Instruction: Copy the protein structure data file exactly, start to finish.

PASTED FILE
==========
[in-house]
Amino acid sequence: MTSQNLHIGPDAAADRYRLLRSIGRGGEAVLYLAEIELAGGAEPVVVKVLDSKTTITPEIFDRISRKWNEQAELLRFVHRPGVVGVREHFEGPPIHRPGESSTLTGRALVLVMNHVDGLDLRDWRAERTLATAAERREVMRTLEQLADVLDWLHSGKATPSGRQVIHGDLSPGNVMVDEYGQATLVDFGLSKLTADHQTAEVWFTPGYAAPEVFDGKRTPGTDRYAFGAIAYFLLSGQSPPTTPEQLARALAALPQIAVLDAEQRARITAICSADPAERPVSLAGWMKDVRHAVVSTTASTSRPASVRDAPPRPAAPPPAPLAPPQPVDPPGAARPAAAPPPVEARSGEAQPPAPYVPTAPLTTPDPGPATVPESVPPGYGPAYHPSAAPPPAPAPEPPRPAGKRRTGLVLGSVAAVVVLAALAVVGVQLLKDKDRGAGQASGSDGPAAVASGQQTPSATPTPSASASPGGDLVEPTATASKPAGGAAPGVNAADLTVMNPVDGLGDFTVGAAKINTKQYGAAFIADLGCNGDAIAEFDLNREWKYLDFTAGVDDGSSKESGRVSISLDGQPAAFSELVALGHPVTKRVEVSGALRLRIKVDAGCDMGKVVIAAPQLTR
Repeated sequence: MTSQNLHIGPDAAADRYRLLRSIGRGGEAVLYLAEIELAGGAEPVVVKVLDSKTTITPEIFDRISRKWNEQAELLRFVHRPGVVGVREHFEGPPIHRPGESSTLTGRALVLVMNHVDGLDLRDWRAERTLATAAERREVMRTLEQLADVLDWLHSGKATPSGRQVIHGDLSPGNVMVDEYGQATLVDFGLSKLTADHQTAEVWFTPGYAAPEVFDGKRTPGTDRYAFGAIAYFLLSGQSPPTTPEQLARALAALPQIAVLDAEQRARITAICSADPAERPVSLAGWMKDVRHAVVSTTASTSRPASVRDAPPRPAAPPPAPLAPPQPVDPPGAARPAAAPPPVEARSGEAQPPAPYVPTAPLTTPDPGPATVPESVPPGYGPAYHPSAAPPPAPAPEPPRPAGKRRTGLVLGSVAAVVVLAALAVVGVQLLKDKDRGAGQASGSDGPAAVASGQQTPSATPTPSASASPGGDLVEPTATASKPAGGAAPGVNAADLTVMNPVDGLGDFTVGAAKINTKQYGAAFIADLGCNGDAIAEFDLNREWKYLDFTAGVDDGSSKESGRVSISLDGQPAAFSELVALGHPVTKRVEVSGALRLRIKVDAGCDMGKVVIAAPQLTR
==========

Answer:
[in-house]
Amino acid sequence: MTSQNLHIGPDAAADRYRLLRSIGRGGEAVLYLAEIELAGGAEPVVVKVLDSKTTITPEIFDRISRKWNEQAELLRFVHRPGVVGVREHFEGPPIHRPGESSTLTGRALVLVMNHVDGLDLRDWRAERTLATAAERREVMRTLEQLADVLDWLHSGKATPSGRQVIHGDLSPGNVMVDEYGQATLVDFGLSKLTADHQTAEVWFTPGYAAPEVFDGKRTPGTDRYAFGAIAYFLLSGQSPPTTPEQLARALAALPQIAVLDAEQRARITAICSADPAERPVSLAGWMKDVRHAVVSTTASTSRPASVRDAPPRPAAPPPAPLAPPQPVDPPGAARPAAAPPPVEARSGEAQPPAPYVPTAPLTTPDPGPATVPESVPPGYGPAYHPSAAPPPAPAPEPPRPAGKRRTGLVLGSVAAVVVLAALAVVGVQLLKDKDRGAGQASGSDGPAAVASGQQTPSATPTPSASASPGGDLVEPTATASKPAGGAAPGVNAADLTVMNPVDGLGDFTVGAAKINTKQYGAAFIADLGCNGDAIAEFDLNREWKYLDFTAGVDDGSSKESGRVSISLDGQPAAFSELVALGHPVTKRVEVSGALRLRIKVDAGCDMGKVVIAAPQLTR
Repeated sequence: MTSQNLHIGPDAAADRYRLLRSIGRGGEAVLYLAEIELAGGAEPVVVKVLDSKTTITPEIFDRISRKWNEQAELLRFVHRPGVVGVREHFEGPPIHRPGESSTLTGRALVLVMNHVDGLDLRDWRAERTLATAAERREVMRTLEQLADVLDWLHSGKATPSGRQVIHGDLSPGNVMVDEYGQATLVDFGLSKLTADHQTAEVWFTPGYAAPEVFDGKRTPGTDRYAFGAIAYFLLSGQSPPTTPEQLARALAALPQIAVLDAEQRARITAICSADPAERPVSLAGWMKDVRHAVVSTTASTSRPASVRDAPPRPAAPPPAPLAPPQPVDPPGAARPAAAPPPVEARSGEAQPPAPYVPTAPLTTPDPGPATVPESVPPGYGPAYHPSAAPPPAPAPEPPRPAGKRRTGLVLGSVAAVVVLAALAVVGVQLLKDKDRGAGQASGSDGPAAVASGQQTPSATPTPSASASPGGDLVEPTATASKPAGGAAPGVNAADLTVMNPVDGLGDFTVGAAKINTKQYGAAFIADLGCNGDAIAEFDLNREWKYLDFTAGVDDGSSKESGRVSISLDGQPAAFSELVALGHPVTKRVEVSGALRLRIKVDAGCDMGKVVIAAPQLTR